horizontal is called the angle of depression.
Thus, the angle of depression of a point on the object being viewed is the angle
formed by the line of sight with the horizontal when the point is below the horizontal
level, i.e., the case when we lower our head to look at the point being viewed
(see Fig. 9.3).
Fig. 9.3
Now, you may identify the lines of sight, and the angles so formed in Fig. 8.3.
Are they angles of elevation or angles of depression?
Let us refer to Fig. 9.1 again. If you want to find the height CD of the minar
without actually measuring it, what information do you need? Y ou would need to know
the following:
(i) the distance DE at which the student is standing from the foot of the minar
(ii) the angle of elevation, ? BAC, of the top of the minar
(iii) the height AE of the student.
Assuming that the above three conditions are known, how can we determine the
height of the minar?
In the figure, CD = CB + BD. Here, BD = AE, which is the height of the student.
To find BC, we will use trigonometric ratios of ? BAC or ? A.
In ? ABC, the side BC is the opposite side in relation to the known ? A. Now,
which of the trigonometric ratios can we use? Which one of them has the two values
that we have and the one we need to determine? Our search narrows down to using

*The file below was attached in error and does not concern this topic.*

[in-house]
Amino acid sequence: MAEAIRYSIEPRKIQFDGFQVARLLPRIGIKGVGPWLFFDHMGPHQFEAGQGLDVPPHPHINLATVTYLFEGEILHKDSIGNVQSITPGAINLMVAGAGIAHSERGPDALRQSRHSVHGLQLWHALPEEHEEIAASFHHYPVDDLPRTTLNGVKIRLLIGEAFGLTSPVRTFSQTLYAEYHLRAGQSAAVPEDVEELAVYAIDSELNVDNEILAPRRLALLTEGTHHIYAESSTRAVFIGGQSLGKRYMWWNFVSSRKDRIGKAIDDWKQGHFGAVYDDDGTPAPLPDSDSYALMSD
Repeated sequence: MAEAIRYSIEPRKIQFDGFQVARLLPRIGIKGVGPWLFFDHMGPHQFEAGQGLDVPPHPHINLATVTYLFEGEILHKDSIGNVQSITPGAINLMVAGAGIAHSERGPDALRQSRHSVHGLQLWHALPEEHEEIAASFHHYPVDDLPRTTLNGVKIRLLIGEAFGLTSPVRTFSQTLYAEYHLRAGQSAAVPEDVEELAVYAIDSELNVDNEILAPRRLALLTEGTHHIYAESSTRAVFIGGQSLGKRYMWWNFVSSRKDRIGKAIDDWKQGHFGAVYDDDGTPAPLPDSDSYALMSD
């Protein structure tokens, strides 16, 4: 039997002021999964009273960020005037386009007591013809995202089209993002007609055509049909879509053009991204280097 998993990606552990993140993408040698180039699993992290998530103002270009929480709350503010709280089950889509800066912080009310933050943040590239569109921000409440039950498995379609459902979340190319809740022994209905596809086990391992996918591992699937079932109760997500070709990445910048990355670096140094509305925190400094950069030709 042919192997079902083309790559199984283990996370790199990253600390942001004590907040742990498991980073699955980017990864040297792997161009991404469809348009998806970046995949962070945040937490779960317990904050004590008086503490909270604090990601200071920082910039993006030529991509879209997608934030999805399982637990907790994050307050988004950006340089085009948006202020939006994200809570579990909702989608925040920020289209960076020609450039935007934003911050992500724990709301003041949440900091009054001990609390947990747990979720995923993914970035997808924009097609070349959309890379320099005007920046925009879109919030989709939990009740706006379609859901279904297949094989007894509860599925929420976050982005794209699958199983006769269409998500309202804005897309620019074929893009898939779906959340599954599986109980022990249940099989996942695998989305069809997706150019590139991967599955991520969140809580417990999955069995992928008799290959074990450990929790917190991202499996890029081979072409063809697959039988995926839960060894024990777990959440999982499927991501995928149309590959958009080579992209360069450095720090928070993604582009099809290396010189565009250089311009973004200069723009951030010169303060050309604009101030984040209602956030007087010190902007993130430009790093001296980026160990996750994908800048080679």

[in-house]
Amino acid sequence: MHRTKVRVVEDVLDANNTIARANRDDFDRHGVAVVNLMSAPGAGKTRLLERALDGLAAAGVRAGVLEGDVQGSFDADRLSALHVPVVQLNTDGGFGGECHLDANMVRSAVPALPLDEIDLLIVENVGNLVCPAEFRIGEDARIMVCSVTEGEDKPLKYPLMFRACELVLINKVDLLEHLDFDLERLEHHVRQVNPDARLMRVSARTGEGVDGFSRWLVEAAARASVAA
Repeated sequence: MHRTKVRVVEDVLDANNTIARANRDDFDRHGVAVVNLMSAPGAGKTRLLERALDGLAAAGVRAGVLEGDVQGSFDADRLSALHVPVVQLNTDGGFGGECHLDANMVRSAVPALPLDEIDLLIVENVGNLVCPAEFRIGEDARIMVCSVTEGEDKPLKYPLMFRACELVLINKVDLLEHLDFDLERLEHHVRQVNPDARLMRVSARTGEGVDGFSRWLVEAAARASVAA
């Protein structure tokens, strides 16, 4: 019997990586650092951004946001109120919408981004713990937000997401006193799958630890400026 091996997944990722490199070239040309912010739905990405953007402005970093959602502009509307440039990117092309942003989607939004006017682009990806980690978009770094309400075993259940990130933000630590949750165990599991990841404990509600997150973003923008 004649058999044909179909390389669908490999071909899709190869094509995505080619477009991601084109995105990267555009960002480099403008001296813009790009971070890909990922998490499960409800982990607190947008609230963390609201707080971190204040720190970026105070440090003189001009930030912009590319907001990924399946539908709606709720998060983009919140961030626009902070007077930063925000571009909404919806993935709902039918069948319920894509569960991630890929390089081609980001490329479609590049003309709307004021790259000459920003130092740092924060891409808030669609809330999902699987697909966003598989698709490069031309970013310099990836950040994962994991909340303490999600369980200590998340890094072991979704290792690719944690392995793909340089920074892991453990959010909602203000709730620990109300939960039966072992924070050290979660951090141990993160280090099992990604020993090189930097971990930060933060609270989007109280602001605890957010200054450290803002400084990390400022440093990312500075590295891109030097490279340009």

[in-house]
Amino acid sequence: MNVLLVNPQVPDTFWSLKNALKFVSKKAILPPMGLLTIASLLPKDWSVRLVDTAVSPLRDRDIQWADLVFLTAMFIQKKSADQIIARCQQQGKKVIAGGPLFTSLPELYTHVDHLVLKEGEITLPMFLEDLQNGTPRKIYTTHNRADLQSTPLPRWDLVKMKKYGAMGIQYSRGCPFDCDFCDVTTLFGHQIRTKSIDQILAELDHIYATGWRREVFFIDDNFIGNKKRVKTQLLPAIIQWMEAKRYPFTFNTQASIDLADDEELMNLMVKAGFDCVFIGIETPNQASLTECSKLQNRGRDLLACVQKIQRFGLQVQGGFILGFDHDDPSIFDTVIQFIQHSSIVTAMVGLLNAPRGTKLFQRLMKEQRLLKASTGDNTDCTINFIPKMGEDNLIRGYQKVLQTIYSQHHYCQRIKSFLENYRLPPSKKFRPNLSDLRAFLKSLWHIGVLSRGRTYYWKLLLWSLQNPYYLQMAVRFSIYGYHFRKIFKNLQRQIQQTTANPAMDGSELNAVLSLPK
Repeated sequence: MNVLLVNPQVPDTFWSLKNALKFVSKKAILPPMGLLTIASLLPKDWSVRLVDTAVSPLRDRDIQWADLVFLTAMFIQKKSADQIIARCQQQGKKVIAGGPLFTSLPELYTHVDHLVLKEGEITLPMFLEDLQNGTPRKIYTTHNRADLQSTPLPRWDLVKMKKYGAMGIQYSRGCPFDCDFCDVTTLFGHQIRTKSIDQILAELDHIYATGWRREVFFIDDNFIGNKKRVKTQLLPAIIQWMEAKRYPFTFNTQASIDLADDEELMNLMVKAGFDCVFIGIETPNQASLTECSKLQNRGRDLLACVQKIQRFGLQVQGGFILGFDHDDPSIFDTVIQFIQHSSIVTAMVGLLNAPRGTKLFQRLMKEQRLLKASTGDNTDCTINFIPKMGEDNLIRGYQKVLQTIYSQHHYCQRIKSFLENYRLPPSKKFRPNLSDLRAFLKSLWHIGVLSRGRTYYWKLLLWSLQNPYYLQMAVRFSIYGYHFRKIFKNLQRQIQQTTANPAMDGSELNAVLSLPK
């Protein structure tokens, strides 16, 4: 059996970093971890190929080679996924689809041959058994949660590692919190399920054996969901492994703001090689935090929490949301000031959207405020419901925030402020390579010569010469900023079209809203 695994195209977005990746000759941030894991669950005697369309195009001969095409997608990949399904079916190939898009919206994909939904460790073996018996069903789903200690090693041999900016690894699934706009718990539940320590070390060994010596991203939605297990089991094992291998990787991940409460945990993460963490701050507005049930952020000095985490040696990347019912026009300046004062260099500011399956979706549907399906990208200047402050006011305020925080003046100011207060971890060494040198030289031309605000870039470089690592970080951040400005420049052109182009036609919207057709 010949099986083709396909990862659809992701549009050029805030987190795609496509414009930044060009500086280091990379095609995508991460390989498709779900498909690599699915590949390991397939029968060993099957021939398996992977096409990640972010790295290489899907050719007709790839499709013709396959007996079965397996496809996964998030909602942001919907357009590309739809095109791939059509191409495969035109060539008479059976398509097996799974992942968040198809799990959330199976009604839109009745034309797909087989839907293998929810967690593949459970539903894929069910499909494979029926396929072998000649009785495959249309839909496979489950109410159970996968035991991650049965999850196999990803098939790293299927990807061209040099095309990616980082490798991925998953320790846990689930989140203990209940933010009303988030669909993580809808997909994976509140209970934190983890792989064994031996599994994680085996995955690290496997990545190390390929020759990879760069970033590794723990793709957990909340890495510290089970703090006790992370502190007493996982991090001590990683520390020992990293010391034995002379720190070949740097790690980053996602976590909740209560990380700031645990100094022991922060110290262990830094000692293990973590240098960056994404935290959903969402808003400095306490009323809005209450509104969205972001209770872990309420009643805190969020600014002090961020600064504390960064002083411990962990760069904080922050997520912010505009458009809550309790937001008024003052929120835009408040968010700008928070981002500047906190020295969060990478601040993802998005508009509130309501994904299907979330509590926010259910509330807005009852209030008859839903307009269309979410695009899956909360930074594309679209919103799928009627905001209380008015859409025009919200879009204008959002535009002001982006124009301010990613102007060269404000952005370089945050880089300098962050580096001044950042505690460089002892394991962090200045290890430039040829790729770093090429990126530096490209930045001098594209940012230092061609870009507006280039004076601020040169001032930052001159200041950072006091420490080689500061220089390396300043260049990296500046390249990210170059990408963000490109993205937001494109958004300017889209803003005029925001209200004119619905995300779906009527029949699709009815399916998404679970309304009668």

either tan A or cot A, as these ratios involve AB and BC.
2020-21
Page 4


SOME APPLICATIONS OF TRIGONOMETRY 195
9
9.1 Introduction
In the previous chapter, you have studied about trigonometric ratios. In this chapter,
you will be studying about some ways in which trigonometry is used in the life around
you. Trigonometry is one of the most ancient subjects studied by scholars all over the
world. As we have said in Chapter 8, trigonometry was invented because its need
arose in astronomy. Since then the astronomers have used it, for instance, to calculate
distances from the Earth to the planets and stars. Trigonometry is also used in geography
and in navigation. The knowledge of trigonometry is used to construct maps, determine
the position of an island in relation to the longitudes and latitudes.
Surveyors have used trigonometry for
centuries. One such large surveying project
of the nineteenth century was the ‘Great
Trigonometric Survey’ of British India
for which the two largest-ever theodolites
were built. During the survey in 1852, the
highest mountain in the world was
discovered. From a distance of over
160 km, the peak was observed from six
different stations. In 1856, this peak was
named after Sir George Everest, who had
commissioned and first used the giant
theodolites (see the figure alongside). The
theodolites are now on display in the
Museum of the Survey of India in
Dehradun.
SOME APPLICA TIONS OF
TRIGONOMETR Y
A Theodolite
(Surveying instrument, which is based
on the Principles of trigonometry, is
used for measuring angles with a
rotating telescope)
2020-21
196 MATHEMA TICS
In this chapter, we will see how trigonometry is used for finding the heights and
distances of various objects, without actually measuring them.
9.2 Heights and Distances
Let us consider Fig. 8.1 of prvious chapter, which is redrawn below in Fig. 9.1.
Fig. 9.1
In this figure, the line AC drawn from the eye of the student to the top of the
minar is called the line of sight. The student is looking at the top of the minar. The
angle BAC, so formed by the line of sight with the horizontal, is called the angle of
elevation of the top of the minar from the eye of the student.